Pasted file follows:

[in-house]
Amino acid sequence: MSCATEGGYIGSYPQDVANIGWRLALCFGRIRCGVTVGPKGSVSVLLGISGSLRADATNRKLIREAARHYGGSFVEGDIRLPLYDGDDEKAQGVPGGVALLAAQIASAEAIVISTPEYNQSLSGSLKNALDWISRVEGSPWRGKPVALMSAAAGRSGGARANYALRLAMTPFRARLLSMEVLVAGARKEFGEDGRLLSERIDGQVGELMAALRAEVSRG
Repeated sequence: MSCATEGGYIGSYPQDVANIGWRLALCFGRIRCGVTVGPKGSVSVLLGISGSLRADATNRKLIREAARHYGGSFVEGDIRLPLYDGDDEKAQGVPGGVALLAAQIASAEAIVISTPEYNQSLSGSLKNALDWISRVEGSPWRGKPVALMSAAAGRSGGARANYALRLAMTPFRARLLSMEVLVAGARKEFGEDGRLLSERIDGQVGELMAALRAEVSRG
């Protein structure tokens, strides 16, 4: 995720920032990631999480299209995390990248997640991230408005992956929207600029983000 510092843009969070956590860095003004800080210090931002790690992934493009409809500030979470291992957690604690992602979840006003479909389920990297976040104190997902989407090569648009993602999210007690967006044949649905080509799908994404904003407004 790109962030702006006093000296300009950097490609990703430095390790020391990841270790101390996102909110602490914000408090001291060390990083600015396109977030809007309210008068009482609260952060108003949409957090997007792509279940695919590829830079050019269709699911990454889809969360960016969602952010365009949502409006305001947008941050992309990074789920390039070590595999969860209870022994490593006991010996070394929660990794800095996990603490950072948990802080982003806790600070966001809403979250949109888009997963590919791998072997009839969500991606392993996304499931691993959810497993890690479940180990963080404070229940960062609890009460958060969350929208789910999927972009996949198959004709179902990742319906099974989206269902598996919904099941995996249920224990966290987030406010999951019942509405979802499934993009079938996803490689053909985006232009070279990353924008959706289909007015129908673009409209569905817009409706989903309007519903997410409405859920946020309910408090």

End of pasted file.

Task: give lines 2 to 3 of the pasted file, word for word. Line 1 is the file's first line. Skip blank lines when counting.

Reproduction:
Amino acid sequence: MSCATEGGYIGSYPQDVANIGWRLALCFGRIRCGVTVGPKGSVSVLLGISGSLRADATNRKLIREAARHYGGSFVEGDIRLPLYDGDDEKAQGVPGGVALLAAQIASAEAIVISTPEYNQSLSGSLKNALDWISRVEGSPWRGKPVALMSAAAGRSGGARANYALRLAMTPFRARLLSMEVLVAGARKEFGEDGRLLSERIDGQVGELMAALRAEVSRG
Repeated sequence: MSCATEGGYIGSYPQDVANIGWRLALCFGRIRCGVTVGPKGSVSVLLGISGSLRADATNRKLIREAARHYGGSFVEGDIRLPLYDGDDEKAQGVPGGVALLAAQIASAEAIVISTPEYNQSLSGSLKNALDWISRVEGSPWRGKPVALMSAAAGRSGGARANYALRLAMTPFRARLLSMEVLVAGARKEFGEDGRLLSERIDGQVGELMAALRAEVSRG